Sunday, June 6, 2010

What The Race for the Cure Tells Us About Healthcare Policy: The Paramount Issue is Cures, Not Coverage.

The Washington Post's Dan Morse covered the Susan G. Komen Race for the Cure on the national Mall in Washington DC yesterday.

And while reporter Morse played up the grim humor of the event--"Yes they're fake," declared one T-shirt, referring to the breasts of the wearer. "My real ones tried to kill me."--as did many participants (see photo above), the reality of breast cancer is sad, and poignant--see below:  

The larger point, of course, is that what really motivates people about healthcare policy is cures, not coverage.   You don't go to the doctor because of your coverage, you go to the doctor for prevention and treatment--hopefully, for a cure. 

Health insurance coverage is important, but is really a means to an end.  Health insurance doesn't do you much good if there is not a cure.   And cures should not be taken for granted--we have a lot of cures, but only because we spent heavily to achieve them, because we cleared away the regulatory and legal obstructions, and so on.   It was hard to get to the point where nobody has to worry about smallpox or polio, and it will be just as hard to achieve the same desired end-point for breast cancer, and all forms of cancer.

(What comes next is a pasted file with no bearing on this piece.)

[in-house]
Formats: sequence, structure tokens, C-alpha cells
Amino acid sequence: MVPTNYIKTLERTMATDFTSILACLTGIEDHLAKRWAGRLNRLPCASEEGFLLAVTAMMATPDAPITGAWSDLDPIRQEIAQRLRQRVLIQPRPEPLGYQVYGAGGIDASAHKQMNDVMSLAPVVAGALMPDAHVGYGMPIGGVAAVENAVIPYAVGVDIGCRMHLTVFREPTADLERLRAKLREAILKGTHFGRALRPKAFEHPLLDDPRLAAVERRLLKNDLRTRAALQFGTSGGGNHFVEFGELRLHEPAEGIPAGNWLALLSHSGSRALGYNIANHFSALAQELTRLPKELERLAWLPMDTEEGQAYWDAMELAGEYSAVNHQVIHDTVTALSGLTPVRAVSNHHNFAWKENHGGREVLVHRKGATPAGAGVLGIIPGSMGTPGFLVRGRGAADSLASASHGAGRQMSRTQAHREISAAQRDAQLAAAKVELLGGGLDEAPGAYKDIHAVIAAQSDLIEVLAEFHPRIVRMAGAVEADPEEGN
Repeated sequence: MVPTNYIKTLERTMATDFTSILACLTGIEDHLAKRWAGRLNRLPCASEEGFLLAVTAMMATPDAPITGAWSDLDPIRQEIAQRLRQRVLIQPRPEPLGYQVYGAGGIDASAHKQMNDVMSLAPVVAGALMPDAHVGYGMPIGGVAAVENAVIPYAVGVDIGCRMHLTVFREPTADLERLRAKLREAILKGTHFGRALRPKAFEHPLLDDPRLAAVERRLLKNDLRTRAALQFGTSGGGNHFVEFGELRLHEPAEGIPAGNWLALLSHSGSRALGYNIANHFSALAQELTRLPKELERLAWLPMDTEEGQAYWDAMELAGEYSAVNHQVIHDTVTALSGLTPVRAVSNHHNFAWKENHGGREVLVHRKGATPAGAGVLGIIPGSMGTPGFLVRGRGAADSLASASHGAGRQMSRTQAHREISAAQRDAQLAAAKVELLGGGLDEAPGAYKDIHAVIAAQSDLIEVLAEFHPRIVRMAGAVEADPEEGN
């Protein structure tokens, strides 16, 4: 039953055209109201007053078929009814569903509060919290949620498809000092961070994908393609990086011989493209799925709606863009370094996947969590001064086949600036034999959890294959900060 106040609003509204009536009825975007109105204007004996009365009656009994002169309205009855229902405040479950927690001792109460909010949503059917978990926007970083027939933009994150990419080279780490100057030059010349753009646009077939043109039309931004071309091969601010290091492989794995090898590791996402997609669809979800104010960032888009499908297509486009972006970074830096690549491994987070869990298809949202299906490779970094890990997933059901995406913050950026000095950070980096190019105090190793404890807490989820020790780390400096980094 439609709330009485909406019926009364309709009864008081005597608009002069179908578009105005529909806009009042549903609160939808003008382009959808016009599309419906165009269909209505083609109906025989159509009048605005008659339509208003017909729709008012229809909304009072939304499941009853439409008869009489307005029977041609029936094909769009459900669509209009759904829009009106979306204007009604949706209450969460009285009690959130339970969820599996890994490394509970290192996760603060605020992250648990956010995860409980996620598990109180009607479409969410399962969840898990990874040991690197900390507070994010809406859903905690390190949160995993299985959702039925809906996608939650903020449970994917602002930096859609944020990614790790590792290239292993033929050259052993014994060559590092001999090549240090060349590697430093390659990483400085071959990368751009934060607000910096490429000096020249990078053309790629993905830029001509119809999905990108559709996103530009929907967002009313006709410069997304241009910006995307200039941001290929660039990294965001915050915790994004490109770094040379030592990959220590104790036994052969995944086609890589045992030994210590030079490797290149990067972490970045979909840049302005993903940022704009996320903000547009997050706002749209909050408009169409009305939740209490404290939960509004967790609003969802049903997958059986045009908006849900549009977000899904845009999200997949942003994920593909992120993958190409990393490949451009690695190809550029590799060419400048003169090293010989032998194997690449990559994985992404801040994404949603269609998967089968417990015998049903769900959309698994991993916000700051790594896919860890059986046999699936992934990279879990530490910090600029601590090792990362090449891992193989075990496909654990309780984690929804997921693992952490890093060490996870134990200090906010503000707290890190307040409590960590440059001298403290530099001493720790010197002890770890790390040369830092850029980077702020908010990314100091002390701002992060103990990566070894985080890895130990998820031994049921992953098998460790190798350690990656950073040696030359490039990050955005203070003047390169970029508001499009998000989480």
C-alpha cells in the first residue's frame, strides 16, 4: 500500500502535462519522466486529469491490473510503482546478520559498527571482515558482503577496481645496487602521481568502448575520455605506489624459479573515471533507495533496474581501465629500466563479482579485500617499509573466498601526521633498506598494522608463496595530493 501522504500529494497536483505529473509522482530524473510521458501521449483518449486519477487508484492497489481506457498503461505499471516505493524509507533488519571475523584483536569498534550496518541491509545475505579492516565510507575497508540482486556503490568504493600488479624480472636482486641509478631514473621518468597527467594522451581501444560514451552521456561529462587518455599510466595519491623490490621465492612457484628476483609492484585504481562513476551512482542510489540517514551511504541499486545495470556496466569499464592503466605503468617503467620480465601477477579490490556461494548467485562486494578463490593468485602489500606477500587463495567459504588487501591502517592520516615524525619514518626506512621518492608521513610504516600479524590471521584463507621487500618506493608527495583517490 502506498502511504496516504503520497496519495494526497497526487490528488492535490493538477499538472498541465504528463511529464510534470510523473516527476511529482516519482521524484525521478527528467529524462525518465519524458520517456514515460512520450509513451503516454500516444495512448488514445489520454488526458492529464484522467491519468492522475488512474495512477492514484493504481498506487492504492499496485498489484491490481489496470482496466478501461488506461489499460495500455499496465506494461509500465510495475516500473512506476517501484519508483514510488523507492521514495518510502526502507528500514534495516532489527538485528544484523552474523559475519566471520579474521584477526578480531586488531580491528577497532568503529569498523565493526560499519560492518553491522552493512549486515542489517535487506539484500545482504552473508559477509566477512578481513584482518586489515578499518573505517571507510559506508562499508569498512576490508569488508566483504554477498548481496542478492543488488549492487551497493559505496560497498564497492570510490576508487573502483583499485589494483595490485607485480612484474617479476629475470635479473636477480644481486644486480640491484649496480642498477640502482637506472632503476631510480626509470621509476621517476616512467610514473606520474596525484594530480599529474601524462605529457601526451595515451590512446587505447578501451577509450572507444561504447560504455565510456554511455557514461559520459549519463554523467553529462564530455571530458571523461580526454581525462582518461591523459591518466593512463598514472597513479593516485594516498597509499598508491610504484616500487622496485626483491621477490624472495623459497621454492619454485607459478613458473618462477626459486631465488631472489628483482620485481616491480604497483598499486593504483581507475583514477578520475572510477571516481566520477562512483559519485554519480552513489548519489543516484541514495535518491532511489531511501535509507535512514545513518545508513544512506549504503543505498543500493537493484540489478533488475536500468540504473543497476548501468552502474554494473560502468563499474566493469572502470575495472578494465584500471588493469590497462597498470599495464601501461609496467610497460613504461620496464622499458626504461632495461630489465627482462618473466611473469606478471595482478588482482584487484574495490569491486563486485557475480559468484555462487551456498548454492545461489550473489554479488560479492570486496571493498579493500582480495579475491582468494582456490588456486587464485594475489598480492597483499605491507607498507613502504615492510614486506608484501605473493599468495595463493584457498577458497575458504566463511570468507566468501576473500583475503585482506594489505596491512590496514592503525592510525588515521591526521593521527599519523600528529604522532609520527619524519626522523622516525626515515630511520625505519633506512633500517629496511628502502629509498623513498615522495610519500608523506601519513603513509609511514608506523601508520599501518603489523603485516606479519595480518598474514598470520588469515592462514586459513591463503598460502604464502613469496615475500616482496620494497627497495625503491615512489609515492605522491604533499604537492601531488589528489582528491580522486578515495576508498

In the meantime, breast cancer continues to maim and kill in huge numbers, worldwide. 

Putting an end to such diseases would not only be a humanitarian breakthrough, it would be an economic breakthrough, as well.  

And it would be politically popular!  As the polls show, most Americans are not happy with Obamacare, even if they are ambivalent as to what to do about it now that it's been enacted.   But everyone loves The Race for the Cure.    There's no controversy about the desirability of a cure, although there is some apathy, perhaps fatalism, within the political community.  Maybe the Race for the Cure--and the show of force that it represents--will be a cure for that apathy. 

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